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Divine Provision (Spurgeon’s Faith’s Checkbook)

From Charles Spurgeon’s “Faith’s Checkbook”
Divine Provision
March 20
Wherefore, if God so clothe the grass of the field, which today is, and tomorrow is cast into the oven, shall he not much more clothe you, O ye of little faith? (Matthew 6:30)

Clothes are expensive, and poor believers may be led into anxiety as to where their next suit will come from. The soles are thin; how shall we get new shoes? See how our thoughtful Lord has provided against this care. Our heavenly Father clothes the grass of the field with a splendor such as Solomon could not equal: will He not clothe His own children? We are sure He will. There may be many a patch and a darn, but raiment we shall have.
A poor minister found his clothes nearly threadbare, and so far gone that they would hardly hold together; but as a servant of the Lord he expected his Master to find him his livery. It so happened that the writer on a visit to a friend had the loan of the good man’s pulpit, and it came into his mind to make a collection for him, and there was his suit. Many other cases we have seen in which those who had served the Lord have found Him considerate of their wardrobe. He who made man so that when he had sinned he needed garments, also in mercy supplied him with them; and those which the Lord gave to our first parents were far better than those they made for themselves.

From the Faith’s Checkbook Mobile Devotional Android app – http://www.LookingUpwardApps.com/fcb

 

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Solace, Security, Satisfaction (Spurgeon’s Faith’s Checkbook)

From Charles Spurgeon’s “Faith’s Checkbook”
Solace, Security, Satisfaction
August 30
Although my house be not so with God; yet he hath made with me an everlasting covenant, ordered in all things, and sure: for this is all my salvation, and all my desire, although he make it not to grow. (2 Samuel 23:5)

This is not so much one promise as an aggregate of promises — a box of pearls. the covenant is the ark which contains all things.
These are the last words of David, but they may be mine today. Here is a sigh: things are not with me and mine as I could wish; there are trials, cares, and sins. These make the pillow hard.
Here is a solace — “He hath made with me an everlasting covenant.” Jehovah has pledged Himself to me, and sealed the compact with the blood of Jesus. I am bound to my God and my God to me.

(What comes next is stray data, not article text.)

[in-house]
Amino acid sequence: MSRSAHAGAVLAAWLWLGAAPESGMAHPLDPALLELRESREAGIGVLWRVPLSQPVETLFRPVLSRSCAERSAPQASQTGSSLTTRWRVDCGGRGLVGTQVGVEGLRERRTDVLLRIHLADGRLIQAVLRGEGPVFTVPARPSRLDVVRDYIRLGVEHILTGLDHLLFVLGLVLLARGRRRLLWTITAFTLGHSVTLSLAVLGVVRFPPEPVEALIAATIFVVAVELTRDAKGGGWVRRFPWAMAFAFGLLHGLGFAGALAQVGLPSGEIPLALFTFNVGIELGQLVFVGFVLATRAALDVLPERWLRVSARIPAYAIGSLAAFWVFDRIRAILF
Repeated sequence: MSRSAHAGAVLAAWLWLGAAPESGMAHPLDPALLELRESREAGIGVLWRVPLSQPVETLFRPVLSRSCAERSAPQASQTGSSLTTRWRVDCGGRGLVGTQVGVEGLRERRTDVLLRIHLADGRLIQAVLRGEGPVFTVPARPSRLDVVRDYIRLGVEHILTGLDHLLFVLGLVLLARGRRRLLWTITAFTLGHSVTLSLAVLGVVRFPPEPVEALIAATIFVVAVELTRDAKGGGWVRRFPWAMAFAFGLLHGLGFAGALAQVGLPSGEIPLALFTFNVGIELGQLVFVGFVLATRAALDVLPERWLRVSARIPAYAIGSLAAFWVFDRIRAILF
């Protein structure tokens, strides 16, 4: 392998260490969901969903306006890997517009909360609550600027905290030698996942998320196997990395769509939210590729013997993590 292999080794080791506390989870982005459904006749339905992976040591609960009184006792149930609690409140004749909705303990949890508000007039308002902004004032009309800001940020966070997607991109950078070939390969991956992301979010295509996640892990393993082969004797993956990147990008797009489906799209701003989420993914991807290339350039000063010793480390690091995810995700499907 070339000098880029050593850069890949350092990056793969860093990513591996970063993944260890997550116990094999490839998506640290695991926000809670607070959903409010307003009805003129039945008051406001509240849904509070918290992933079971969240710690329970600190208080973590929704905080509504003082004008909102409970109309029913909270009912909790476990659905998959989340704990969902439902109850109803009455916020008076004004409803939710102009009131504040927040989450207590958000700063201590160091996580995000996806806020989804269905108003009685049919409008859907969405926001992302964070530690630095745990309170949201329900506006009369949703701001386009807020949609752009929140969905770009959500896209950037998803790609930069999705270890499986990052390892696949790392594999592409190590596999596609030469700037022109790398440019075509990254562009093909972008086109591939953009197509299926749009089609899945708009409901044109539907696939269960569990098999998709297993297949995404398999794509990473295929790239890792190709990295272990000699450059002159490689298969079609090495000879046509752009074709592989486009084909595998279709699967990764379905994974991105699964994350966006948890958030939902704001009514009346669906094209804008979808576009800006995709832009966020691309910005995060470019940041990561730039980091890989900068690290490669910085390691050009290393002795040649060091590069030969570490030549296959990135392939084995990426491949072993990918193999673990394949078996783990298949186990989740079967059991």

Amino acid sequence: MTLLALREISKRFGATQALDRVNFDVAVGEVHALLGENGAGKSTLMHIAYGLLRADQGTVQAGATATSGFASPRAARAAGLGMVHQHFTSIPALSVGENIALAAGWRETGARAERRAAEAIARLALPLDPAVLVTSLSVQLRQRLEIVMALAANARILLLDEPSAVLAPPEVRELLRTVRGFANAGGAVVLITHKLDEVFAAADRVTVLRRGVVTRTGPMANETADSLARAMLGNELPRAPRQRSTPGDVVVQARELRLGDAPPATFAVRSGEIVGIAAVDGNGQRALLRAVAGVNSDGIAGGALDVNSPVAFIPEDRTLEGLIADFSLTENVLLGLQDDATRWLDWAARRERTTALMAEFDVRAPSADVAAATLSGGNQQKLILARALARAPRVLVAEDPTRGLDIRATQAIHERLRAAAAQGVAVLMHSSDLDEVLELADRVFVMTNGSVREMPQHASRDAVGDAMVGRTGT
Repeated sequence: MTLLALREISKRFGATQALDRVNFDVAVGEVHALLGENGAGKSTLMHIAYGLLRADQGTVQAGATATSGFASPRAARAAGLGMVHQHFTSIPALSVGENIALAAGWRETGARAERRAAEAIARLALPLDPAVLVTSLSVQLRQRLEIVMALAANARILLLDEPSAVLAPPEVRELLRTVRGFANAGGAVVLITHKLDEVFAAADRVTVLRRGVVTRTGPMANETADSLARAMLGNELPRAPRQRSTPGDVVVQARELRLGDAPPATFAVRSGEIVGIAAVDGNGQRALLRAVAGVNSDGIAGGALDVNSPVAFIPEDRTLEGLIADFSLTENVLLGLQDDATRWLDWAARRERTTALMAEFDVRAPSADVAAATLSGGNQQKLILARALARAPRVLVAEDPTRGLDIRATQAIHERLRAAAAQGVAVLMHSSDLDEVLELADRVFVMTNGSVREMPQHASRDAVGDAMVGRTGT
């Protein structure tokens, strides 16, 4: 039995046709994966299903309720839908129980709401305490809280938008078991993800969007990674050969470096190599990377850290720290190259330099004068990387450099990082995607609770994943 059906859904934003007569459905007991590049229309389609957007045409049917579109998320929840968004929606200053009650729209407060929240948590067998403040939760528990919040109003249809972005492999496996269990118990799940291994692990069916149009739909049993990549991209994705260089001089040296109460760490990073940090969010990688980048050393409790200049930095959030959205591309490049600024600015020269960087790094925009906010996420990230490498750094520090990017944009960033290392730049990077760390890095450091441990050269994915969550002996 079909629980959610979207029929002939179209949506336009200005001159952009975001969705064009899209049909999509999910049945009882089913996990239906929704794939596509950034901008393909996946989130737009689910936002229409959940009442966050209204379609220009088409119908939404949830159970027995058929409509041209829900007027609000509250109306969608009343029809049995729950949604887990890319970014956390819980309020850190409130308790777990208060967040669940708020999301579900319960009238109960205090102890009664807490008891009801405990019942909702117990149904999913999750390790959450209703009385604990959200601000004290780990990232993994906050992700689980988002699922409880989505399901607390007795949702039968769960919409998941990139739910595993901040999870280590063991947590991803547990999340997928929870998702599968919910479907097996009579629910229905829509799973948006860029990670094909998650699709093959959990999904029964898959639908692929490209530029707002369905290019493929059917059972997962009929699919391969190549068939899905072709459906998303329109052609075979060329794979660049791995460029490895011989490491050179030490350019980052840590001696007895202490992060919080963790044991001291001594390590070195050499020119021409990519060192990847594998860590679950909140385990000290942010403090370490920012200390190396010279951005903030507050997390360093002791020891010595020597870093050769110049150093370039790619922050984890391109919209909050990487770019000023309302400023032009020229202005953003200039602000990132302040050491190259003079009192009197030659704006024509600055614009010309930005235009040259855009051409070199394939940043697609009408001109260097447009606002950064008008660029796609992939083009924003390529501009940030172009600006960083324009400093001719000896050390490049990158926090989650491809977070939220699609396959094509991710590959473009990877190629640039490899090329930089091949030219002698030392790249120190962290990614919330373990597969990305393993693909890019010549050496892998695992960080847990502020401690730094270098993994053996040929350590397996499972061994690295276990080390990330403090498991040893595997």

This brings into prominence a security, since this covenant is everlasting, well ordered, and sure. There is nothing to fear from the lapse of time, the failure of some forgotten point, or the natural uncertainty of things. The covenant is a rocky foundation to build on for life or for death.
David feels satisfaction: he wants no more for salvation or delectation. He is delivered, and he is delighted. The covenant is all a man can desire.
O my soul, turn thou this day to thy Lord Jesus, whom the great Lord has given to be a covenant to the people. Take Him to be thine all in all.

From the Faith’s Checkbook Mobile Devotional Android app – http://www.LookingUpwardApps.com/fcb

 

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The Heartbeat of the House

     My family knows me as the one who roams the house at night and usually the last one to go to sleep.  As a mom I found that it is easier to get things done in the late night hours when the children have made their way to a peaceful dreamland, and my husband begins to warn of his approach to the soveriegn land of sleep with his ever growing snore.  That is often when i write, sew, read, and I always spend time with the Lord, before finally joining my family in the nightly ritual of rest.  To preface this poem, it was just such a night, I sat listening to the sounds of the house as I read to myself.  I remember getting up to check on my daughters, my granddaughter and finally my husband, and hearing their soft sleeping sounds, the clock ticking, and soft breezes blowing through the trees outside that I sat down to write this poem.

The Heartbeat of the House

 

Every house has a heartbeat

That makes the house a home,

And how the heart does beat

Creates warmth or cold stone.

The occupants are who decide

How their heart will beat,

By how they treat each other,

And everyone they meet.

Each human heart gives forth

A message to the home,

Of how the heart should beat,

Like a ticking metronome.

Will it tick softly,

With a calming sense of peace?

Or will its heartbeat race,

As the tension inside does increase?

Every house has a heartbeat,

But does yours make the house a home?

Each occupant’s behavior

Will decide the heartbeat’s tone.

 

By:  Bonita L. Ledzius…Copyright 2005

 

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